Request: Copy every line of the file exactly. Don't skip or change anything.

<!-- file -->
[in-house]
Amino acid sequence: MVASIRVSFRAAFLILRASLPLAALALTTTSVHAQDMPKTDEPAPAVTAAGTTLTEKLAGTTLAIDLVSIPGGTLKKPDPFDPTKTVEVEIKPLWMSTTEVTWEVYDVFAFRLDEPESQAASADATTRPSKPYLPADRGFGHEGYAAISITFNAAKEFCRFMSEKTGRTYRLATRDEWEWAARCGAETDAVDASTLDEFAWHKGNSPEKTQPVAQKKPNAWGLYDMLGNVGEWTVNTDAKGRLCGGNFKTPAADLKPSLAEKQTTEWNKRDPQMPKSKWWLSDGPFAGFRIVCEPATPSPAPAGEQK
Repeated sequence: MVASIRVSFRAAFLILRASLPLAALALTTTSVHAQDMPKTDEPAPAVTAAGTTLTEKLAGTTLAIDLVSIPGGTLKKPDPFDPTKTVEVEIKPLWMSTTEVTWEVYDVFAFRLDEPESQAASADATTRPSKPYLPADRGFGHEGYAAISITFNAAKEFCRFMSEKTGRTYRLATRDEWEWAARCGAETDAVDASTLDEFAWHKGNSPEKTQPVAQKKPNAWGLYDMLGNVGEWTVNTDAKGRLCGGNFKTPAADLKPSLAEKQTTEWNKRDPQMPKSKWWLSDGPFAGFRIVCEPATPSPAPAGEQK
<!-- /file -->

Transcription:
[in-house]
Amino acid sequence: MVASIRVSFRAAFLILRASLPLAALALTTTSVHAQDMPKTDEPAPAVTAAGTTLTEKLAGTTLAIDLVSIPGGTLKKPDPFDPTKTVEVEIKPLWMSTTEVTWEVYDVFAFRLDEPESQAASADATTRPSKPYLPADRGFGHEGYAAISITFNAAKEFCRFMSEKTGRTYRLATRDEWEWAARCGAETDAVDASTLDEFAWHKGNSPEKTQPVAQKKPNAWGLYDMLGNVGEWTVNTDAKGRLCGGNFKTPAADLKPSLAEKQTTEWNKRDPQMPKSKWWLSDGPFAGFRIVCEPATPSPAPAGEQK
Repeated sequence: MVASIRVSFRAAFLILRASLPLAALALTTTSVHAQDMPKTDEPAPAVTAAGTTLTEKLAGTTLAIDLVSIPGGTLKKPDPFDPTKTVEVEIKPLWMSTTEVTWEVYDVFAFRLDEPESQAASADATTRPSKPYLPADRGFGHEGYAAISITFNAAKEFCRFMSEKTGRTYRLATRDEWEWAARCGAETDAVDASTLDEFAWHKGNSPEKTQPVAQKKPNAWGLYDMLGNVGEWTVNTDAKGRLCGGNFKTPAADLKPSLAEKQTTEWNKRDPQMPKSKWWLSDGPFAGFRIVCEPATPSPAPAGEQK